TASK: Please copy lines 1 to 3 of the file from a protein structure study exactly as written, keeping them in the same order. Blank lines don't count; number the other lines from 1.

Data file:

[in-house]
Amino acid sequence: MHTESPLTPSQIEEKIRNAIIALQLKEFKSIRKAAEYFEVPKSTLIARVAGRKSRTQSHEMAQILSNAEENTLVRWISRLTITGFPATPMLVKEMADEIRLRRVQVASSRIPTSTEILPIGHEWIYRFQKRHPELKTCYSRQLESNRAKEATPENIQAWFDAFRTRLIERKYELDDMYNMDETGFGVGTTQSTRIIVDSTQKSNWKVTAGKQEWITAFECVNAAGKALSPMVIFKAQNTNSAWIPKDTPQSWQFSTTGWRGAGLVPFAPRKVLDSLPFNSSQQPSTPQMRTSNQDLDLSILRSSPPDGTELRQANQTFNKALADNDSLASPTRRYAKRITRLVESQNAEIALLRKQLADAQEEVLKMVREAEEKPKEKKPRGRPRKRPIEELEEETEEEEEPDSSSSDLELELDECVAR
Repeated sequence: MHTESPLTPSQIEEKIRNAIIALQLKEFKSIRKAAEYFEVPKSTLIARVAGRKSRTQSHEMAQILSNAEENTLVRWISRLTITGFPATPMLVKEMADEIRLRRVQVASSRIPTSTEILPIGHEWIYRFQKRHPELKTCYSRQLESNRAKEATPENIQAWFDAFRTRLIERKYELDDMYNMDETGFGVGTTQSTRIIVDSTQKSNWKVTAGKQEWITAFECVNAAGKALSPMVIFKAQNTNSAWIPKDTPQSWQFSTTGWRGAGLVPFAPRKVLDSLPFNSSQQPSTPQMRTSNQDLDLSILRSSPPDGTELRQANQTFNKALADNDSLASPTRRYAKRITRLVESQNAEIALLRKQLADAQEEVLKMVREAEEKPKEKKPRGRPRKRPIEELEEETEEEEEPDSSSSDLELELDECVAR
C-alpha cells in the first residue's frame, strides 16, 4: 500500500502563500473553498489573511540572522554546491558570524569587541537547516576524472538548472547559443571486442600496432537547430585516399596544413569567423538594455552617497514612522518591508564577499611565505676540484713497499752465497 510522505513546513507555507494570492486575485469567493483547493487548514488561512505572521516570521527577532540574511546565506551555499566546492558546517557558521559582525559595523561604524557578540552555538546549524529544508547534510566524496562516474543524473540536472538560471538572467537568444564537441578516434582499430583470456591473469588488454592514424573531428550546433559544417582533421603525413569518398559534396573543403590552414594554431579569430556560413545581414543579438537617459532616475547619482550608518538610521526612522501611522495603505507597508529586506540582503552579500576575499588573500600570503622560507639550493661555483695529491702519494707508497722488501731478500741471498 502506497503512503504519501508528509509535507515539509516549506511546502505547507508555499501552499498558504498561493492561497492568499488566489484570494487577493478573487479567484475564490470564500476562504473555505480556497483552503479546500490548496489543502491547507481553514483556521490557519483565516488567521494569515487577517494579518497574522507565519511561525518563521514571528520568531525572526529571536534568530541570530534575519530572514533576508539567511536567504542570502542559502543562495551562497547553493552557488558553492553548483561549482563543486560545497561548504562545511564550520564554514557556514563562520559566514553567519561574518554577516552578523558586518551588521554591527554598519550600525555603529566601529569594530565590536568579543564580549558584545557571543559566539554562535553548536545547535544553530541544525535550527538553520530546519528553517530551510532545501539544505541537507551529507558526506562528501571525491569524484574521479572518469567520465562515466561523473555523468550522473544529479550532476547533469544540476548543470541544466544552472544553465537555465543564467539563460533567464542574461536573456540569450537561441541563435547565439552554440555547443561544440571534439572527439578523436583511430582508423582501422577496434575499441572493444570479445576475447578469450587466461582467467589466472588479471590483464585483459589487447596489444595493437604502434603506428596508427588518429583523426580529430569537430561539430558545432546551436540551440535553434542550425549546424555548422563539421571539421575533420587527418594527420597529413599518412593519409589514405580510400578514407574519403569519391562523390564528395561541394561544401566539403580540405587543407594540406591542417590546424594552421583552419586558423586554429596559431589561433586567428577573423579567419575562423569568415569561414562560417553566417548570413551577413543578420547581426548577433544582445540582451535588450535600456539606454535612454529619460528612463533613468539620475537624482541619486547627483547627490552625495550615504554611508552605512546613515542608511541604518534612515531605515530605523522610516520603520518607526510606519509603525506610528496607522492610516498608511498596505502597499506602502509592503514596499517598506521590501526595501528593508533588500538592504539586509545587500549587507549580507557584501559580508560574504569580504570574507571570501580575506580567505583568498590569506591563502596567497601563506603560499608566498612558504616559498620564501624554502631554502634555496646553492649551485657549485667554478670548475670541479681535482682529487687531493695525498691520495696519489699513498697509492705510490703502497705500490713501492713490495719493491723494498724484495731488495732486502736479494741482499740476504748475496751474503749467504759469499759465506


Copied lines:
[in-house]
Amino acid sequence: MHTESPLTPSQIEEKIRNAIIALQLKEFKSIRKAAEYFEVPKSTLIARVAGRKSRTQSHEMAQILSNAEENTLVRWISRLTITGFPATPMLVKEMADEIRLRRVQVASSRIPTSTEILPIGHEWIYRFQKRHPELKTCYSRQLESNRAKEATPENIQAWFDAFRTRLIERKYELDDMYNMDETGFGVGTTQSTRIIVDSTQKSNWKVTAGKQEWITAFECVNAAGKALSPMVIFKAQNTNSAWIPKDTPQSWQFSTTGWRGAGLVPFAPRKVLDSLPFNSSQQPSTPQMRTSNQDLDLSILRSSPPDGTELRQANQTFNKALADNDSLASPTRRYAKRITRLVESQNAEIALLRKQLADAQEEVLKMVREAEEKPKEKKPRGRPRKRPIEELEEETEEEEEPDSSSSDLELELDECVAR
Repeated sequence: MHTESPLTPSQIEEKIRNAIIALQLKEFKSIRKAAEYFEVPKSTLIARVAGRKSRTQSHEMAQILSNAEENTLVRWISRLTITGFPATPMLVKEMADEIRLRRVQVASSRIPTSTEILPIGHEWIYRFQKRHPELKTCYSRQLESNRAKEATPENIQAWFDAFRTRLIERKYELDDMYNMDETGFGVGTTQSTRIIVDSTQKSNWKVTAGKQEWITAFECVNAAGKALSPMVIFKAQNTNSAWIPKDTPQSWQFSTTGWRGAGLVPFAPRKVLDSLPFNSSQQPSTPQMRTSNQDLDLSILRSSPPDGTELRQANQTFNKALADNDSLASPTRRYAKRITRLVESQNAEIALLRKQLADAQEEVLKMVREAEEKPKEKKPRGRPRKRPIEELEEETEEEEEPDSSSSDLELELDECVAR